The moon landing and climate change are hoaxes, vaccines cause autism, 9/11 was a set-up, and our minds are secretly being controlled with chemtrails in the sky.

Is scepticism toward these kinds of unfounded beliefs simply a matter of intelligence?

Not according to new research.

"We show that reasonable scepticism about various conspiracy theories and paranormal phenomena does not only require a relatively high cognitive ability, but also strong motivation to be rational," said study leader Assistant Professor Tomas Stahl, a social psychologist of the University of Illinois at Chicago.


"When the motivation to form your beliefs based on logic and evidence is not there, people with high cognitive ability are just as likely to believe in conspiracies and paranormal phenomena as people with lower cognitive ability."

Earlier research indicated that people with higher cognitive ability — or a more analytic thinking style — were less inclined to believe in conspiracies and the paranormal.

The new studies, based on online surveys with more than 300 respondents each, looked closer.

One survey found that an analytic cognitive style was associated with weaker paranormal beliefs, conspiracy beliefs and conspiracy mentality.

However, this was only the case among participants who strongly valued forming their beliefs based on logic and evidence.

Among participants who did not strongly value a reliance on logic and evidence, having an analytic cognitive style was not associated with weaker belief in the paranormal or in various conspiracy theories.

In the second survey, the researchers examined whether these effects were uniquely attributable to having an analytic cognitive style or whether they were explained by more general individual differences in cognitive ability.

Results were more consistent with a general cognitive ability account.


The researchers noted that, despite a century of better educational opportunities and increased intelligence scores in the US population, unfounded beliefs remained pervasive in contemporary society.

"Our findings suggest that part of the reason may be that many people do not view it as sufficiently important to form their beliefs on rational grounds," Stahl said.

From linking vaccines with autism to climate change scepticism, these widespread conspiracy theories and other unfounded beliefs can lead to harmful behaviour, he said.

"Many of these beliefs can, unfortunately, have detrimental consequences for individuals' health choices, as well as for society as a whole."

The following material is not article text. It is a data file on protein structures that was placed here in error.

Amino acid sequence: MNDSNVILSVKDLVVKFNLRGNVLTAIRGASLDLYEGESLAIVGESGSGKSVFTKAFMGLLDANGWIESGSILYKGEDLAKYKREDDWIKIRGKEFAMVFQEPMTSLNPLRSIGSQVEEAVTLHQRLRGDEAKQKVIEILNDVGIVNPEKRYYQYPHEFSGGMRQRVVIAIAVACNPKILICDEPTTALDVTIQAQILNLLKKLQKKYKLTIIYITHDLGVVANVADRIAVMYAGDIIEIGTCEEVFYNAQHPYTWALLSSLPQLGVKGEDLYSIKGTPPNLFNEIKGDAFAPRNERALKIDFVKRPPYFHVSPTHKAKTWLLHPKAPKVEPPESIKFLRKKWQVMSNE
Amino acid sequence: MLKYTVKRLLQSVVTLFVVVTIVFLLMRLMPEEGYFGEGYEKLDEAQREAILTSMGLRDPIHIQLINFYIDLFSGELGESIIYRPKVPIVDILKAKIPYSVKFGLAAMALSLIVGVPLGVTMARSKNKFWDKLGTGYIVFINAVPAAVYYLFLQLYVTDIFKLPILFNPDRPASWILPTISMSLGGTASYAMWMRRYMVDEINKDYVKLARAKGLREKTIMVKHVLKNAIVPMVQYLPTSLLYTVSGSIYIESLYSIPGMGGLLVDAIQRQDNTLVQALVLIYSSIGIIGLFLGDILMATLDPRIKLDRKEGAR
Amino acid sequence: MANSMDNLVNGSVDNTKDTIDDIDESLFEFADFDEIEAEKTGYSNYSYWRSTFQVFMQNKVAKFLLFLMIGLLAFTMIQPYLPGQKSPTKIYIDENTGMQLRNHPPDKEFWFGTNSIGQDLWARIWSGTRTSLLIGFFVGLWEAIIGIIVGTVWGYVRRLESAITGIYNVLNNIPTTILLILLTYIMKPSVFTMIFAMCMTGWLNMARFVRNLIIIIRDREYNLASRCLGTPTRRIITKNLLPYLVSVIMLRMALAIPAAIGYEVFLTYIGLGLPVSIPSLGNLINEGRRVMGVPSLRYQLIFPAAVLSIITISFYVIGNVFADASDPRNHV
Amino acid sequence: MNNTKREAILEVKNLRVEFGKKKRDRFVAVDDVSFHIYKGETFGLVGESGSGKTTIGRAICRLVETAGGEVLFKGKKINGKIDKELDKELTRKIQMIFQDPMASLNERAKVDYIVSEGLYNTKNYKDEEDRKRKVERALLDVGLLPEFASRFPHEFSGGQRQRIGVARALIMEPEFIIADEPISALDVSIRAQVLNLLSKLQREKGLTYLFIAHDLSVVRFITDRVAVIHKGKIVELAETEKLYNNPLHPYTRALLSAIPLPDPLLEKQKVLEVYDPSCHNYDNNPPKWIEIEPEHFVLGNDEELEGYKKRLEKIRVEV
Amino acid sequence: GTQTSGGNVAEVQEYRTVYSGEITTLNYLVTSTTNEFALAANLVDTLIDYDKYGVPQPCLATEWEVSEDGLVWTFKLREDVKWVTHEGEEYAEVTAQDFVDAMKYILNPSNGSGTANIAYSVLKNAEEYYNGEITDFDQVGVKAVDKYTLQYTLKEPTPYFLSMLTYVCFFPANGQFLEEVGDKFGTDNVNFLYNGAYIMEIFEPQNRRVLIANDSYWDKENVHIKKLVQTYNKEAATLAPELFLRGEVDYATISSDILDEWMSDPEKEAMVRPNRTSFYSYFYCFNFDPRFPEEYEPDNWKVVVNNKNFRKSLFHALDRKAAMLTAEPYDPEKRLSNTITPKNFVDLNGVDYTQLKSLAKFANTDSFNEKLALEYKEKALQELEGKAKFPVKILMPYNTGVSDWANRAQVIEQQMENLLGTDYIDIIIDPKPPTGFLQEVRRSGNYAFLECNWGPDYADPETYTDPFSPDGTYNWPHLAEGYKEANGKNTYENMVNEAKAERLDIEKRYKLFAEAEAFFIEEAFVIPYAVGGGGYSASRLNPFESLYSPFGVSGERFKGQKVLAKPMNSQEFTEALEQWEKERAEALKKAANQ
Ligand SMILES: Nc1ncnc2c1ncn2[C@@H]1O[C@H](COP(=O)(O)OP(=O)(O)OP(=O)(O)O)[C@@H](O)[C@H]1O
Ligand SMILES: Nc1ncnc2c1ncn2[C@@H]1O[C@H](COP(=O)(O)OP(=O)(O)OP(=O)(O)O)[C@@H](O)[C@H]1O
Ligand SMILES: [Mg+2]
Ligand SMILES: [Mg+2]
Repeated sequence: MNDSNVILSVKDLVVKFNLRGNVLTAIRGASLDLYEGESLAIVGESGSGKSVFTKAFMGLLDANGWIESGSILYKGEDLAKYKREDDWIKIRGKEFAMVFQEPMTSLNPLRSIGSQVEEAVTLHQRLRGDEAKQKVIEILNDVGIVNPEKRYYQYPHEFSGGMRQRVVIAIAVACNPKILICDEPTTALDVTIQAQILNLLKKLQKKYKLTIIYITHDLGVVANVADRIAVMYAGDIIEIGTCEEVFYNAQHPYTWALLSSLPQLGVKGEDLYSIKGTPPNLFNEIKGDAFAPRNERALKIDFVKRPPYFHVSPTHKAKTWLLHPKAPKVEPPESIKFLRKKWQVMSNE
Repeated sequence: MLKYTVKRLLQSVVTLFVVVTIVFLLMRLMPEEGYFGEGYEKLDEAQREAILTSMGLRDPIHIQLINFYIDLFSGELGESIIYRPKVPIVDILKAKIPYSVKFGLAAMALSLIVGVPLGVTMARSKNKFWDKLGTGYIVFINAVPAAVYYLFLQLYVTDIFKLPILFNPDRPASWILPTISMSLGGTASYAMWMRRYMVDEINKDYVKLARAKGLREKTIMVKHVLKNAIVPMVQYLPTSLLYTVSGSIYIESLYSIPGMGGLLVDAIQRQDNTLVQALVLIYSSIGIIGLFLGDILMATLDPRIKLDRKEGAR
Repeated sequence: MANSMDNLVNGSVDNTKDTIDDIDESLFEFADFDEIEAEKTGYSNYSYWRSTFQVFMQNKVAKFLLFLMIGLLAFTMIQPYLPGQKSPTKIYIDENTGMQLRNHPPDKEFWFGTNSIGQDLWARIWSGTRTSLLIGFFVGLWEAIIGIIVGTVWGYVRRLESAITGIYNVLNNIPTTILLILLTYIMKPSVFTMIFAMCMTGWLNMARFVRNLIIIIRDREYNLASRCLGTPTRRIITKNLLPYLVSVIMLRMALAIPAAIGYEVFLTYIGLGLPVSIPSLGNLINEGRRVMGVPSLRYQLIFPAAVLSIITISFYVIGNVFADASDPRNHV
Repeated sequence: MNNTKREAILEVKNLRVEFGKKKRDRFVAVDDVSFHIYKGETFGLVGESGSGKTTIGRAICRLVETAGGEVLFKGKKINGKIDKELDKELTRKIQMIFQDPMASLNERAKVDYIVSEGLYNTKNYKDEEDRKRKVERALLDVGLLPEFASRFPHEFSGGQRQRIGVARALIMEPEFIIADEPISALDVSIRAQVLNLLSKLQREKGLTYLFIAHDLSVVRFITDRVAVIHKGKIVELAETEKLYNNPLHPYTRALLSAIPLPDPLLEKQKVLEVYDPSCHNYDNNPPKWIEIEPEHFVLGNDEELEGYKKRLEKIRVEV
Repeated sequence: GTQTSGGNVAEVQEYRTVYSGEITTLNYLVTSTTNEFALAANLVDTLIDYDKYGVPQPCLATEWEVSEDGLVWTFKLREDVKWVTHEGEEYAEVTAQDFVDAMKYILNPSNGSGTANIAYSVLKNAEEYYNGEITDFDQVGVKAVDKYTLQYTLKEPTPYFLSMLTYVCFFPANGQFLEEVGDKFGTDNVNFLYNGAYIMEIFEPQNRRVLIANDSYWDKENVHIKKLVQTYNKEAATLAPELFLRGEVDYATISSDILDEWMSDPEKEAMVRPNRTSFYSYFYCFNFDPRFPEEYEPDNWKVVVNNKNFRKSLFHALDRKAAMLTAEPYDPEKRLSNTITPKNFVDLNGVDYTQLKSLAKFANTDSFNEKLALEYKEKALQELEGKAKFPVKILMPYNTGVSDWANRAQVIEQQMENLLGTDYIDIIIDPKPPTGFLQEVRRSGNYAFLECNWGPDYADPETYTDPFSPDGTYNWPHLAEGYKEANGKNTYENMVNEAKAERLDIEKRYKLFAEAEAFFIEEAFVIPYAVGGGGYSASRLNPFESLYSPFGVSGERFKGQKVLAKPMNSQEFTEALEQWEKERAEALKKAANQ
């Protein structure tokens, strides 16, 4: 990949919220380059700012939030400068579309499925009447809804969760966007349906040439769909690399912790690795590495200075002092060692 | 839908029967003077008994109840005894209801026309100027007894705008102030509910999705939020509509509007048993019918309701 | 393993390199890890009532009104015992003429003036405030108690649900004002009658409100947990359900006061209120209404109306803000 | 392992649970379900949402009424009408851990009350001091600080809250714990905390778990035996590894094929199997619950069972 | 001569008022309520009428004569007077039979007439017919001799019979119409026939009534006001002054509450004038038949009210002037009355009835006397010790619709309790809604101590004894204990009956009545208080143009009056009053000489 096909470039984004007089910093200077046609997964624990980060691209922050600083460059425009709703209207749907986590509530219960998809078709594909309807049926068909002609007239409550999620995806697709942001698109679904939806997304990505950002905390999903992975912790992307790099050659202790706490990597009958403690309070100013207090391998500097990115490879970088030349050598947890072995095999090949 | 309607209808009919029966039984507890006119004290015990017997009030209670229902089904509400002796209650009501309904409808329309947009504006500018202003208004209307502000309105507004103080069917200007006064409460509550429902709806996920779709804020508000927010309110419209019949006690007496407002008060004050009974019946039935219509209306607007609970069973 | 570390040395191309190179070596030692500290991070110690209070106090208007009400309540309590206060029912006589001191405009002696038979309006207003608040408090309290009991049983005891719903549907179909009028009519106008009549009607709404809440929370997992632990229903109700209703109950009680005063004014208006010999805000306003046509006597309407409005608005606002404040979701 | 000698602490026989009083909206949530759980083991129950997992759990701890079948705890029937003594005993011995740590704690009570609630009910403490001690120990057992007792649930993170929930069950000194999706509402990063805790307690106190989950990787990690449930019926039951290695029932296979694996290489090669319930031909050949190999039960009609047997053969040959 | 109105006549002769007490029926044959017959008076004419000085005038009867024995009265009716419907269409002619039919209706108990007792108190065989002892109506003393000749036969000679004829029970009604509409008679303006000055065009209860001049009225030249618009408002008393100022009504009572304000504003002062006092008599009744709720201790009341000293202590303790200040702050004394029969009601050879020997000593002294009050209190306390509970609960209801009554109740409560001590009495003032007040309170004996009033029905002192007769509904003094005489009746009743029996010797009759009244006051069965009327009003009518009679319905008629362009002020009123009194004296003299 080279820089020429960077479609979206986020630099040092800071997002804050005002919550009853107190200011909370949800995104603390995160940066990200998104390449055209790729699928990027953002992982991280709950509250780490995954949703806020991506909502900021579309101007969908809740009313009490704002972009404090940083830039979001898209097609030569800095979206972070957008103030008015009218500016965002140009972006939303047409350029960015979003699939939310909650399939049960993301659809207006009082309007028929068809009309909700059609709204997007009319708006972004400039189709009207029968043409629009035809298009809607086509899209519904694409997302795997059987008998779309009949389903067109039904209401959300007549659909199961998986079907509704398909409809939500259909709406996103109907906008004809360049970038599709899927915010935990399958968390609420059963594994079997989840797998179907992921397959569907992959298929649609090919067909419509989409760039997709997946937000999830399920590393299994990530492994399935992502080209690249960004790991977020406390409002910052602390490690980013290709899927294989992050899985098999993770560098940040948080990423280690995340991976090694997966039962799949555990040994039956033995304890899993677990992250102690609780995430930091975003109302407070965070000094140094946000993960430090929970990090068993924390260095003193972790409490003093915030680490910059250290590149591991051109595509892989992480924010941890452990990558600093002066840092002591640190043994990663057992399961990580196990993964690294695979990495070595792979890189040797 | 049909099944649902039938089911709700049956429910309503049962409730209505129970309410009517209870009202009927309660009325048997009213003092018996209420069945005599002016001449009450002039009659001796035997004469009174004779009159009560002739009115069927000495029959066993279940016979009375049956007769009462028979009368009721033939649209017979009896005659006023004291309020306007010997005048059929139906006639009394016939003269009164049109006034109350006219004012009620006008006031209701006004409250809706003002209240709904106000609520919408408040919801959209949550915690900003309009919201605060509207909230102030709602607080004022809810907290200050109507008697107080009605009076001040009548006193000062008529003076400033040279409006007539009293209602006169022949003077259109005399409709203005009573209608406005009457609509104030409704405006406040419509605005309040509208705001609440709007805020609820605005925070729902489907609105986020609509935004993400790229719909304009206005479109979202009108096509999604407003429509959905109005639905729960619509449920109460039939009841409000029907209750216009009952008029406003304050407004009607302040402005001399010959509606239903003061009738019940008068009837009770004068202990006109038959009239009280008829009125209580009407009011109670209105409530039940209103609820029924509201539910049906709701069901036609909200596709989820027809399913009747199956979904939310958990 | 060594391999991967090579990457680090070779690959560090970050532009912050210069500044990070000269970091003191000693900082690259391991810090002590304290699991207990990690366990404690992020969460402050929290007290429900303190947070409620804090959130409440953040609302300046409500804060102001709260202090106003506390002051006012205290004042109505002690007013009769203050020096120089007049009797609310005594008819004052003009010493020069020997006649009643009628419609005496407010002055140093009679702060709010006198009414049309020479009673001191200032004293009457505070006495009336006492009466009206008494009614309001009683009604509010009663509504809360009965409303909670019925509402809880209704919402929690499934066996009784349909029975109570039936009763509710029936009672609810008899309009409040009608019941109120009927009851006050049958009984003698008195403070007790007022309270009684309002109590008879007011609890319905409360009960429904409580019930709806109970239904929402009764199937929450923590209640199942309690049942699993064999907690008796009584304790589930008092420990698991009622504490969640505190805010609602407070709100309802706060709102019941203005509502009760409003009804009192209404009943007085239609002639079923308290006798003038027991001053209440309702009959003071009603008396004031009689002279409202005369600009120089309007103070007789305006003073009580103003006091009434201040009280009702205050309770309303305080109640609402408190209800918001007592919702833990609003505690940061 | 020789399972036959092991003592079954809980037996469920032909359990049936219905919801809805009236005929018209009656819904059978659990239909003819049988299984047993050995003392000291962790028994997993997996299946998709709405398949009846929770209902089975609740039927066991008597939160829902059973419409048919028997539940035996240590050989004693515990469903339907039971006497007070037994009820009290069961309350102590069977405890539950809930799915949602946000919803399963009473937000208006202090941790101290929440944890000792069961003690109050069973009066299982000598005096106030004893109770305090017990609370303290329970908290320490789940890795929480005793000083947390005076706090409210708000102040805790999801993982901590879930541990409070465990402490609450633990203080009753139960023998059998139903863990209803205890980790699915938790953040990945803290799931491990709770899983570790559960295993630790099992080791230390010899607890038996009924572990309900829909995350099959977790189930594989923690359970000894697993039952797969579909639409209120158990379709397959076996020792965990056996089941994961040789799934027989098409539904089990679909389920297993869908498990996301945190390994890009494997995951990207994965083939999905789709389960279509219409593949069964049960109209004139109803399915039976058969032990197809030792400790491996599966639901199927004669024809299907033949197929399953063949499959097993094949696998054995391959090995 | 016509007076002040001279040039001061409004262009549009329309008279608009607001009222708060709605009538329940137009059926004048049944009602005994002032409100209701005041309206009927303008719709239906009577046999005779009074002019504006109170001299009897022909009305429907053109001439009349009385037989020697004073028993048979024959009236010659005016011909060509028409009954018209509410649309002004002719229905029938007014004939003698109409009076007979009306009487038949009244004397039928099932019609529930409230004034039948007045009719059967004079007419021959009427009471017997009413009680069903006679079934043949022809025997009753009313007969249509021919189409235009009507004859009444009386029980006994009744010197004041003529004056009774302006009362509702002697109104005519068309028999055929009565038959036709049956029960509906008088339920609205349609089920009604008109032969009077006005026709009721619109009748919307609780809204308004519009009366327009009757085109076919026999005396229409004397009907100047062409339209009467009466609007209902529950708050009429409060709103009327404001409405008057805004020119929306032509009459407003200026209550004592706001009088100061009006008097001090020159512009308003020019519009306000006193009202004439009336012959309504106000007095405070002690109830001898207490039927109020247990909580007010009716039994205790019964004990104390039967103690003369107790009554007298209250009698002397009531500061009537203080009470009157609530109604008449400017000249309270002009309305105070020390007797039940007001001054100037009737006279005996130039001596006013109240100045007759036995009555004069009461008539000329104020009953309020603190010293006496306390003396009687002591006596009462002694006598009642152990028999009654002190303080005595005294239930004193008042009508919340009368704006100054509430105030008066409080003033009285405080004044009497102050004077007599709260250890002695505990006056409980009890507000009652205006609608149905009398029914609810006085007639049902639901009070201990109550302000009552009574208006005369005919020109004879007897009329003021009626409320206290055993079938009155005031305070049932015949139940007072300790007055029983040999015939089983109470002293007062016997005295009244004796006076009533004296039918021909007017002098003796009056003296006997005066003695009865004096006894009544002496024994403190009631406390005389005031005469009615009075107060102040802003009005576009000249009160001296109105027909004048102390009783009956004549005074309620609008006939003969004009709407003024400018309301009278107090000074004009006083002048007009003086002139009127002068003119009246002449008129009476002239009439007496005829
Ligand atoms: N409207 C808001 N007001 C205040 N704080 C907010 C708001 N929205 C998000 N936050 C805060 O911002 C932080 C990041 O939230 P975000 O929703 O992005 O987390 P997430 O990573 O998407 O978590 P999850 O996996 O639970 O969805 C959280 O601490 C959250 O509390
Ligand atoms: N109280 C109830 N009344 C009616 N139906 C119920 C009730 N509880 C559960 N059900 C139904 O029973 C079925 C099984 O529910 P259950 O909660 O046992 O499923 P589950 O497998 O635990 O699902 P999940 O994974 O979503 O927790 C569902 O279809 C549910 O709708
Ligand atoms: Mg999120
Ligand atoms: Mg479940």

How do we hang on to old memories?

How do our brains hold on to long-term memories? Photo / 123RF
How do our brains hold on to long-term memories? Photo / 123RF

Elephants are widely known for their incredible memories - but humans don't do so badly, either, when it comes to recall.

Scientists have just reported fascinating findings around long-term memorisation, and why we are somehow able to remember things that are not emotionally charged and have only been seen or experienced a few times in the past.

French researchers decided to challenge the memory of individuals they had tested in the laboratory a decade previously, discovering that participants recognised images seen for only a few seconds 10 years earlier.

It has been difficult for scientists to account for key factors involved in memorisation.

Yet it was known that frequent exposure to sensory data translated into durable memories - and that something seen or experienced only once might never be forgotten when strong emotions are involved.

Researchers at the Brain and Cognition Research Centre in Toulouse were able to control for these variables — and evaluate another type of memorisation.

They asked 24 people tested in the laboratory 10 years previously to return for new tests.

A decade earlier, the same individuals had been shown a sequence of simple clip-art images, each for only a few seconds, without being given any particular instructions to memorise them.

When they returned to the lab in 2016, they were asked to identify these pictures presented in pairs alongside new images.

On average, those surveyed obtained 55 per cent correct answers, compared with 57 per cent in the case of images already seen at least three times and up to 70 per cent for some participants.

Under these experimental conditions, it seemed that three exposures were sufficient to memorise an image for 10 years.

Although scientists have known for several years that memories can be retained implicitly — that is, without being able to consciously access them — the new study showed they could directly influence participants' choices, and may sometimes even provoke a strong feeling of familiarity.

The researchers are now seeking to clarify the biological basis for this, hypothesising the such memories rely on a small group of ultra-specialised neurons in our brains.